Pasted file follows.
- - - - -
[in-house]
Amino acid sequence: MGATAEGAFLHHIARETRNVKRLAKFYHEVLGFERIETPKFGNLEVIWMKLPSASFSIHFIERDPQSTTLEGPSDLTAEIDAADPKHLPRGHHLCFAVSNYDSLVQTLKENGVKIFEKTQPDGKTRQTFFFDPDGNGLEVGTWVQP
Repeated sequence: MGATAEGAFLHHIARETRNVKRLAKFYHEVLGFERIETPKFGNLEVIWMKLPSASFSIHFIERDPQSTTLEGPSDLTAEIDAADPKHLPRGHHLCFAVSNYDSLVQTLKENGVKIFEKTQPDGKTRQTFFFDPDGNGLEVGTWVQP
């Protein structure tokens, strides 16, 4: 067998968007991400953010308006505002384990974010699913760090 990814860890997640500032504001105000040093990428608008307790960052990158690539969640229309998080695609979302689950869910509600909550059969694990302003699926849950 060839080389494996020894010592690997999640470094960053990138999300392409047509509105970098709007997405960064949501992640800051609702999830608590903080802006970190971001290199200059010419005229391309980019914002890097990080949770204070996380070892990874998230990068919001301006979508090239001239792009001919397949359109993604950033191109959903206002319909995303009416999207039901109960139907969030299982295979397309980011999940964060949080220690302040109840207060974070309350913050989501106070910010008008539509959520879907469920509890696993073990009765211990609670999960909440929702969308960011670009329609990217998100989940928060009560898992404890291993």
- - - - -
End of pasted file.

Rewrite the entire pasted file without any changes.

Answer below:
[in-house]
Amino acid sequence: MGATAEGAFLHHIARETRNVKRLAKFYHEVLGFERIETPKFGNLEVIWMKLPSASFSIHFIERDPQSTTLEGPSDLTAEIDAADPKHLPRGHHLCFAVSNYDSLVQTLKENGVKIFEKTQPDGKTRQTFFFDPDGNGLEVGTWVQP
Repeated sequence: MGATAEGAFLHHIARETRNVKRLAKFYHEVLGFERIETPKFGNLEVIWMKLPSASFSIHFIERDPQSTTLEGPSDLTAEIDAADPKHLPRGHHLCFAVSNYDSLVQTLKENGVKIFEKTQPDGKTRQTFFFDPDGNGLEVGTWVQP
């Protein structure tokens, strides 16, 4: 067998968007991400953010308006505002384990974010699913760090 990814860890997640500032504001105000040093990428608008307790960052990158690539969640229309998080695609979302689950869910509600909550059969694990302003699926849950 060839080389494996020894010592690997999640470094960053990138999300392409047509509105970098709007997405960064949501992640800051609702999830608590903080802006970190971001290199200059010419005229391309980019914002890097990080949770204070996380070892990874998230990068919001301006979508090239001239792009001919397949359109993604950033191109959903206002319909995303009416999207039901109960139907969030299982295979397309980011999940964060949080220690302040109840207060974070309350913050989501106070910010008008539509959520879907469920509890696993073990009765211990609670999960909440929702969308960011670009329609990217998100989940928060009560898992404890291993």